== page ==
Pirates Went With a Familiar Starting Pitching Strategy at the Deadline

Here are two pitchers to compare, just using their stat lines.

Pitcher A – 4.64 ERA, 4.05 xFIP, 108.2 IP, 6.79 K/9, 2.65 BB/9, 1.08 HR/9, .319 BABIP, 70.9% LOB, 11.1% HR/FB

Pitcher B – 5.06 ERA, 4.04 xFIP, 115.2 IP, 7.55 K/9, 2.80 BB/9, 1.40 HR/9, .299 BABIP, 70.6% LOB, 14.0% HR/FB

In each case, the pitcher has been struggling, but has advanced metrics that say the pitcher should be doing better. The strikeout and walk rations are good in each case, and the xFIP numbers are almost identical, in the 4.05 range, which would be a solid number four starter. There are signs of bad luck with each pitcher — the .319 BABIP for Player A, and both have a high HR/FB rate, although Player B is more extreme.

Player A is J.A. Happ, who the Pirates acquired at the trade deadline to replace A.J. Burnett in the rotation. Player B is Jeremy Hellickson, who, according to Jon Heyman, the Pirates targeted at the deadline as well.

Now let’s take a look at a few more pitchers.

Pitcher C – 5.15 ERA, 3.86 xFIP, 190.1 IP, 8.18 K/9, 3.92 BB/9, 1.47 HR/9, .294 BABIP, 70.0% LOB, 17.0% HR/FB

Pitcher D – 5.34 ERA, 4.14 xFIP, 156.2 IP, 9.59 K/9, 5.00 BB/9, 1.09 HR/9, .300 BABIP, 66.5% LOB, 12.9% HR/FB

Pitcher E – 5.71 ERA, 4.07 xFIP, 170.1 IP, 7.50 K/9, 4.07 BB/9, 1.00 HR/9, .325 BABIP, 64.5% LOB, 11.9% HR/FB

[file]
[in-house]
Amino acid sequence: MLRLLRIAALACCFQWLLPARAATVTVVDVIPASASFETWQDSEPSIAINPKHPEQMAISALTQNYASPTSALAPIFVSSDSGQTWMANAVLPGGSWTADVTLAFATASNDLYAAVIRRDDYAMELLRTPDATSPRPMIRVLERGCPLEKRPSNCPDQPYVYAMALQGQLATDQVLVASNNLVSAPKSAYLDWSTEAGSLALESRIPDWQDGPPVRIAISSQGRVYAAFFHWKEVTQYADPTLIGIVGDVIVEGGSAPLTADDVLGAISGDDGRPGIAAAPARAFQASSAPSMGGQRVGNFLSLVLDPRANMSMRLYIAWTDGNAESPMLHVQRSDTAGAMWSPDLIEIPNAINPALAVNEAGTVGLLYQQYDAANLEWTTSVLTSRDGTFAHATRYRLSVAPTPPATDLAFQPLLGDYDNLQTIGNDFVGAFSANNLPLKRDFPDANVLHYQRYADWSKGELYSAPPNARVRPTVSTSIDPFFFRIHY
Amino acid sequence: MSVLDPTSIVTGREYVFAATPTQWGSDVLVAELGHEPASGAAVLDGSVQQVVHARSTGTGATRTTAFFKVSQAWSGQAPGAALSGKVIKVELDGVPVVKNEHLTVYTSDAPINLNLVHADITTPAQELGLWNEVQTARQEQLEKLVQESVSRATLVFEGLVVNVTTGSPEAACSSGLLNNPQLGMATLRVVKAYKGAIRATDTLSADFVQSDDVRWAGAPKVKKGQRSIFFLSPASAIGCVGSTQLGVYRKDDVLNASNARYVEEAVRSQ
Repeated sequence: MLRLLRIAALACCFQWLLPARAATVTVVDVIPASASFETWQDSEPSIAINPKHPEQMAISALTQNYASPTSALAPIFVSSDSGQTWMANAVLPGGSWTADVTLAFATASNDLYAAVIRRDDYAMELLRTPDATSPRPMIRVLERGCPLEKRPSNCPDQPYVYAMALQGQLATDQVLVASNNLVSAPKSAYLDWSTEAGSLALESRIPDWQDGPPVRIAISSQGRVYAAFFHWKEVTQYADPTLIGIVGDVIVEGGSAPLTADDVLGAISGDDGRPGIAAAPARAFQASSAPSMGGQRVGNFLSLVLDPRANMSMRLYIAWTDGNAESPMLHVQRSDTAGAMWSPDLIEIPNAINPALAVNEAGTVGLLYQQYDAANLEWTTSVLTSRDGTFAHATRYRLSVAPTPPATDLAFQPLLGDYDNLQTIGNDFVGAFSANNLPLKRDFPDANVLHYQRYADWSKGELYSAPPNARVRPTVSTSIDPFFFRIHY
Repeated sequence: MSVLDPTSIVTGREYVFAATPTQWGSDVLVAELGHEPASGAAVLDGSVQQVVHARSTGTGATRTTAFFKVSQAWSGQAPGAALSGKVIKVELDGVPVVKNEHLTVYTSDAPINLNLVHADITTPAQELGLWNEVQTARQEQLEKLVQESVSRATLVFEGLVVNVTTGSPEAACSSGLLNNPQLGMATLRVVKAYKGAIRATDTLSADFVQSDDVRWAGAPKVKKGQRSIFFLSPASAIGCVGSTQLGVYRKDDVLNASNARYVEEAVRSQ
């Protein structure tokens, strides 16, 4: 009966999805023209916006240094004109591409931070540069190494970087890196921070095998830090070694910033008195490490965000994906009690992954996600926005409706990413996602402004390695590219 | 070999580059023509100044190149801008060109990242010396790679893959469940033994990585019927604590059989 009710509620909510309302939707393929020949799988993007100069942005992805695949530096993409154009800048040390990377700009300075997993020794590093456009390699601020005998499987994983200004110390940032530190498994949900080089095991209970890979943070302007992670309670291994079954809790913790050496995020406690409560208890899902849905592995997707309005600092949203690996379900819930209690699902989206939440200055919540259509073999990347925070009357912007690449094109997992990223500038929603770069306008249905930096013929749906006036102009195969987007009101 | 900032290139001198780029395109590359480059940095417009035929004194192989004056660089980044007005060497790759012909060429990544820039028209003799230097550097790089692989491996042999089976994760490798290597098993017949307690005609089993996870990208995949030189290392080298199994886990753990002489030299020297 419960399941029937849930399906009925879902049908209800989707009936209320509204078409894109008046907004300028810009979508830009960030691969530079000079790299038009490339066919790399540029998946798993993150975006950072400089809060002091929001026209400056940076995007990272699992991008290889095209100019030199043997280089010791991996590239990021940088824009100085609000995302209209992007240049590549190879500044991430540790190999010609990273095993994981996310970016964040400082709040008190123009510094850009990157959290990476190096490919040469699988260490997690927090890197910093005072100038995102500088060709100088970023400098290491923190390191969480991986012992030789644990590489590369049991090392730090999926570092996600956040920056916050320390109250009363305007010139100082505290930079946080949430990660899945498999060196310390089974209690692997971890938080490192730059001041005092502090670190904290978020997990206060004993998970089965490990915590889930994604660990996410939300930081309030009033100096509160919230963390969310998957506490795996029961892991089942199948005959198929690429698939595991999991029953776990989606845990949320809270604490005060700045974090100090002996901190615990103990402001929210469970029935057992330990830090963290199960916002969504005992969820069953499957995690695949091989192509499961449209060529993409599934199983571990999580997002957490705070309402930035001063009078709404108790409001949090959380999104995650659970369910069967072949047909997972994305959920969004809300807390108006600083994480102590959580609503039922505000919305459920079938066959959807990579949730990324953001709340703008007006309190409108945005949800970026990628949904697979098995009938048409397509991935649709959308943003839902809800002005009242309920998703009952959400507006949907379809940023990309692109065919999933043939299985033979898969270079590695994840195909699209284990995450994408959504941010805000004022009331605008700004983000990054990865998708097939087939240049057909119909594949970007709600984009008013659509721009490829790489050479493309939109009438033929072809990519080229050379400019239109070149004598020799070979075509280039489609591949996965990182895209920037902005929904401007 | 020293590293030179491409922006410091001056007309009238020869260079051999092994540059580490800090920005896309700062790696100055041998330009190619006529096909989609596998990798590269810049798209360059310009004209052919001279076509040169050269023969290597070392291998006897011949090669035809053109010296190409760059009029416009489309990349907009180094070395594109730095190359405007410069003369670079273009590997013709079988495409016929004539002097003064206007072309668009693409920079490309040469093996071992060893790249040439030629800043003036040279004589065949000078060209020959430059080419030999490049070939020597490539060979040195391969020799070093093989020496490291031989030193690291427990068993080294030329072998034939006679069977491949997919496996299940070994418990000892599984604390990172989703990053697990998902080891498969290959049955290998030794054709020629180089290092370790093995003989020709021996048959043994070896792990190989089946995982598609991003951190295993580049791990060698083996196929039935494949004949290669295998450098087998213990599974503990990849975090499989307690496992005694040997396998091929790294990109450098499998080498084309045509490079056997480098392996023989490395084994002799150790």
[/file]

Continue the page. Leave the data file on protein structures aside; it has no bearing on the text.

There are some differences here — all of these pitchers had poor control numbers for one — but the overall result is the same. They’re pitchers who have horrible ERAs, but advanced metrics that say they should be better. You may be ahead of me here, knowing who these players are, so I’ll give them to you in order: A.J. Burnett in 2011, Francisco Liriano in 2012, and Edinson Volquez in 2013. Or, in other words, the numbers each starter put up the year before they became reclamation projects for the Pirates.

Looking at the numbers, it’s clear that the Pirates took a similar approach at the deadline as they did in previous years in trades and free agency: find a guy putting up some of the worst numbers in baseball with advanced metrics that say they should be performing better. Then have Ray Searage work with those pitchers to fix their mechanics, change their approach to pounding the strike zone and focusing on more ground balls, and play into the PNC Park factors and the Pirates’ defense.